Country:
South Africa


Every eight years the licence to operate the National Lottery is awarded to a successful bidder through a rigorous and lengthy tender process. After receiving conflicting recommendations from the Evaluation Committee and the National Lotteries Board, the Ministry of Trade and Industry brought in Genesis to conduct an independent and substantive evidence-based assessment of the financial and business models of the competing applicants.

The purpose was to assist the minister in selecting a successful (and reserve) bidder in order to negotiate and conclude a licence, and where the rationality and reasonableness of the decision would likely be under intense scrutiny.

Genesis used its experience to distil the key features of each business and financial models, and identify quantitative measures that would enable an independent evidence-based comparison across the bids on the five different variables that formed part of the assessment criteria. This included assessing a ranking on likely sales based on capex, distribution networks, prize payouts and new game development. It also included assessing financial solvency by subjecting the financial models to different revenue scenarios. In the process Genesis developed a robust new scoring method that built on the quantitative measures of the business and financial plans, but also built on the techniques applied in other government procurement programmes (such as relative points based on relative pricing).

The Genesis assessment provided the basis for the decision by the minister to select the successful bidder. Furthermore, the Genesis report and scoring have stood up to intense scrutiny as the minister’s decision has been subject to a number of reviews by one of the unsuccessful bidders. As such, the Genesis work has also proved invaluable to the High Court judges in adjudicating the litigation.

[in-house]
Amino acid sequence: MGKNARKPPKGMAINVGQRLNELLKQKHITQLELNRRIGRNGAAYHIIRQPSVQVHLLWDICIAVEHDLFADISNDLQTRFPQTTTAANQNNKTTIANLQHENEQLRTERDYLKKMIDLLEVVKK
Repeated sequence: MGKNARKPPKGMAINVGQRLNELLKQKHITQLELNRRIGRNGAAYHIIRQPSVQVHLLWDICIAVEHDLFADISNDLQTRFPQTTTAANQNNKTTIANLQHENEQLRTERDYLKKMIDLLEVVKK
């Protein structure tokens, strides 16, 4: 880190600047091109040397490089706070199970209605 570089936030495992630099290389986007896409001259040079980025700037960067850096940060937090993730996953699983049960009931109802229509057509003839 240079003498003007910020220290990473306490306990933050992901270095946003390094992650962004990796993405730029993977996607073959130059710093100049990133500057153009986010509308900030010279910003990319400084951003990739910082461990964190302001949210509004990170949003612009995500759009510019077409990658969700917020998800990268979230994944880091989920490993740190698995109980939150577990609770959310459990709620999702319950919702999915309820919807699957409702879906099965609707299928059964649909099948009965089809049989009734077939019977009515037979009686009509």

Meet the Team

Areas of Service Expertise

  • Economic impact assessment
  • Competition economics
  • Health systems strengthening
  • Health financing, costing and economics
  • Monitoring and evaluation
  • Regulatory economics
  • Trade

Related Sectors

Projects

Project

Unpacking key drivers of SA enterprise development success

We conducted a review of the Jobs Fund's enterprise development (ED) portfolio to capture lessons around which models work best and why. We broke down the programmes into five core elements, and identified four key success drivers in South Africa.

View Project
Project

Genesis counts cost of lifestyle diseases for Gauteng government

The Gauteng Office of the Premier’s Planning Division contracted Genesis Analytics to determine the health and financial effects of non-communicable diseases on Gauteng’s health system for 2017-2030 and to recommend policies and best practices to address the growing burden in Gauteng.

View Project

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Leading the team

Sydney Zharare

Partner (Agribusiness and Market Development)

Sydney Zharare
Partner (Agribusiness and Market Development)
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​Alyna Wyatt

Partner (Evaluation for Development)

​Alyna Wyatt
Partner (Evaluation for Development)
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Ryan Short

Partner (Shared Value)

Ryan Short
Partner (Shared Value)
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​Malcolm Pautz

Technical Expert

​Malcolm Pautz
Technical Expert
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Saul Johnson

Partner (Health)

Saul Johnson
Partner (Health)